Happy All-Hallows, people! The holiday most sacred to pagans and people who need to unbutton a little: at no other time is so much room given to our personae, from horrific to juicy. I wrote about it in Exhibitionism for the Shy, recommending that folks who are too nervous to get wild the other 364 days a year look for a frisky Hallowe’en venue and try on a bolder self than usual.
|Photo courtesy of Sadie Lune (the lovely trick-or-treater shown here) and Larry Utley, photographer. For more of his work visit www.larryutley.com.|
According to this year’s press, my advice is being followed, maybe too well. I spoke to a fellow at the SF Chronicle late last week (that’s still a big part of my job at Good Vibrations, talking to the press about GV and other sex-related topics). He was writing an article about the proliferation of sexy Hallowe’en costumes for women and girls; we had a nice chat, though my quotes didn’t make it into the piece. Stephen Colbert talked about it tonight too, though, and apparently a bunch of papers around the country covered the so-called issue. The gist: when you go into a Hallowe’en Superstore, you can barely find a woman’s costume with a skirt that reaches below the asscheeks.
First response: And this is a *problem*?
All right, I admit: Plenty of women might not wish to wear a revealing costume or dress in an overtly sexy way. And even women who DO want to do this might wish their pubertal daughter would wear a nice ghost outfit, something about as revealing as a burka. I’m not going to even get into the issue of young people wearing sexy Hallowe’en outfits (well, til later in the column), but let’s face up to this burgeoning social problem with a couple of suggestions. I know they’re too late for this year, but ladies, you can start planning for H’ween ’07 right away. First: Why the hell must you buy a costume from the women’s section? Go right across the aisle and dress like a sailor or a Frankenstein monster or maybe Karl Rove. (This holiday is traditionally about facing our fears, after all. Eeeeek!) And second: What is a Hallowe’en Superstore, anyway? Why don’t you go to a nice St. Vinnie’s and use some, um, creativity?
This just in: Any woman who doesn’t want to dress like a slutty nurse *doesn’t have to*! If there are no costumes of your preferred gender representation that don’t freeze your cheeks like a ‘ho in an HBO “documentary,” wear your work clothes and a freakin’ mask.
I think there are two reasons why this extra-sexy holiday is getting even sexier (if, indeed, it IS getting any sexier; it’s always been a better time for a church lady to dress like a saloon girl than most other days). First, it’s more acceptable to don those feisty outfits. If they’re being mass-produced and covering the walls of the costume store, each lady gets the message that all the other ladies are doing it so it must be okay. Sexy images aren’t hard to find, and the barrier between nice girls and naughty girls is never more permeable than on Hallowe’en.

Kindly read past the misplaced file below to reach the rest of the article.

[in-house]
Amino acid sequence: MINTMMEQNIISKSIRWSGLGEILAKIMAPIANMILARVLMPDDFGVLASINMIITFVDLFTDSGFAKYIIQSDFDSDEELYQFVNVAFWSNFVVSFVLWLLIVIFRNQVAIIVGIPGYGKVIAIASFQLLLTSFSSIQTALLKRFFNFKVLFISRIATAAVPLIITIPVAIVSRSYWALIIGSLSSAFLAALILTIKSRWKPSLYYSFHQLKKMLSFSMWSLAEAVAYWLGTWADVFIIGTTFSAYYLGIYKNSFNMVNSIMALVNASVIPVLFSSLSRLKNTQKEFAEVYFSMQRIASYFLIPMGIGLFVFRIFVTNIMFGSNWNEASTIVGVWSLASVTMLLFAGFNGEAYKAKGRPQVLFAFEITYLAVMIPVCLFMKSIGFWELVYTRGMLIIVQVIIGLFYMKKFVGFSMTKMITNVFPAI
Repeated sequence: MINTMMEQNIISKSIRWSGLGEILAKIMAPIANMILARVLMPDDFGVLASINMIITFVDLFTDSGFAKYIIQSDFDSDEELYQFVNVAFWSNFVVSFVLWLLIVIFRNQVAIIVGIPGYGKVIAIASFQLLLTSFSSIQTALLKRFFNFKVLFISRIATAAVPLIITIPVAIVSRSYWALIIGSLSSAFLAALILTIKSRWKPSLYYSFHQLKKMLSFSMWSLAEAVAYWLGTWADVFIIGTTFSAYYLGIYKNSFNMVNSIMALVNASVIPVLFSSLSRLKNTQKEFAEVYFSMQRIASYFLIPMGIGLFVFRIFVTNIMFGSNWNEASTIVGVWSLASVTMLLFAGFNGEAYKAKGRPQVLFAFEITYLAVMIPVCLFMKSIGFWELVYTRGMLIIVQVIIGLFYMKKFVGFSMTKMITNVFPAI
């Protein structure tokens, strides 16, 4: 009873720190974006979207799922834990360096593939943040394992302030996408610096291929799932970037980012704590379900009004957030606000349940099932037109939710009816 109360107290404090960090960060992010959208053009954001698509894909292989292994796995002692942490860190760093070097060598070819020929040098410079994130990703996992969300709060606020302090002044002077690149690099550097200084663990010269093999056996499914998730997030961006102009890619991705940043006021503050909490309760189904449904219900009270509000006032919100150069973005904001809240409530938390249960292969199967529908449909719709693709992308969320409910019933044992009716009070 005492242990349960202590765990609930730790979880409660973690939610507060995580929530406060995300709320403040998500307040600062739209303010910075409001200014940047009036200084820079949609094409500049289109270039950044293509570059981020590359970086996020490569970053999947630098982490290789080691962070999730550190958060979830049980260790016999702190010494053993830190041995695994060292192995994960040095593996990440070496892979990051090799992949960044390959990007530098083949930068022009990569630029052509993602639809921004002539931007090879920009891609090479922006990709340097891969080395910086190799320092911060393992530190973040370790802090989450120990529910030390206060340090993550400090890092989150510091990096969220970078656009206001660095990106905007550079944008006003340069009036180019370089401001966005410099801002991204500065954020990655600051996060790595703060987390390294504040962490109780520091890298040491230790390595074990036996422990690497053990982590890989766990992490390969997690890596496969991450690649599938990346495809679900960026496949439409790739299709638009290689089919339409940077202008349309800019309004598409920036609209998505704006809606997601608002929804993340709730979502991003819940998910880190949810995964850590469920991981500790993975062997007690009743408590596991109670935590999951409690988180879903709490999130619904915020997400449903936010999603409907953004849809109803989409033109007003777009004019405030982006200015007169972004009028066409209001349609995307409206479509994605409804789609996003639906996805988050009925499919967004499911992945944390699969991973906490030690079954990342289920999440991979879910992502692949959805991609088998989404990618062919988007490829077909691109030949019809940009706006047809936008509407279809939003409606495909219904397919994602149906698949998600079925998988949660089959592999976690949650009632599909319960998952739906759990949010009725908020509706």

Here’s the other reason. This holiday wasn’t made by Hallmark or even the people who make that nasty candy corn. It’s far older and more deeply wired into us than that, at least those of us whose people come from the western traditions influenced by paganism. It’s a time for people to flirt and fight with fear and the unacceptable, and ever since John Ashcroft covered up the sculpted breasts of Justice at taxpayer’s expense, our society has been in full grapple mode with erotic images and sexual differences. It should come as no surprise that some of us are wearing Bush masks tonight and some are dressing like sexpots. In San Francisco we’re so used to this, it’s practically not worth going outside for. (In fact, how do you think I know what Stephen Colbert was up to on his show?)
But I want to call out the idea that this is somehow new. There exists a picture of me (and I hope I can find it to post here tomorrow) at the age of about five, wearing a long black wig and riding a broom — standard witch drag. But I’ve got false eyelashes on, too. Yup, in 1962 false eyelashes had already been invented, which is all by itself a factoid worth knowing. My mom’s only sexy friend (I wrote about her in Madonnarama, years ago) showed up that Hallowe’en wearing this drag and looking very alluring… I got put into her outfit because I hounded her and Mom to dress me up like that. I wasn’t even in first grade yet, but it was clear to me that witchy womanliness held allure. That’s why I have nothing but pity for the poor moms and dads worried about their little darlings’ choices of costume tonight.
Come on, it was ten years after the Kinsey Report and five years before the Summer of Love. Like we’re living in a completely different world now? One of the most interesting parts of being a sex archivist is seeing how much sexual discourse there was in peoples’ lives forty, fifty, sixty years ago. And if that seems too recent for meaningful comparison, look up the Pompeiian brothel they’ve just restored. There’s *always* a lot of sex and sexuality around us, plenty of people who’ll get playful with it if they have permission — even one day a year’s worth — and maybe the biggest difference right now is the number of loud-voiced souls who want to make it a big deal.
Well, it’s almost the witching hour now, so good night. May the spirits kiss you through the veil between the worlds.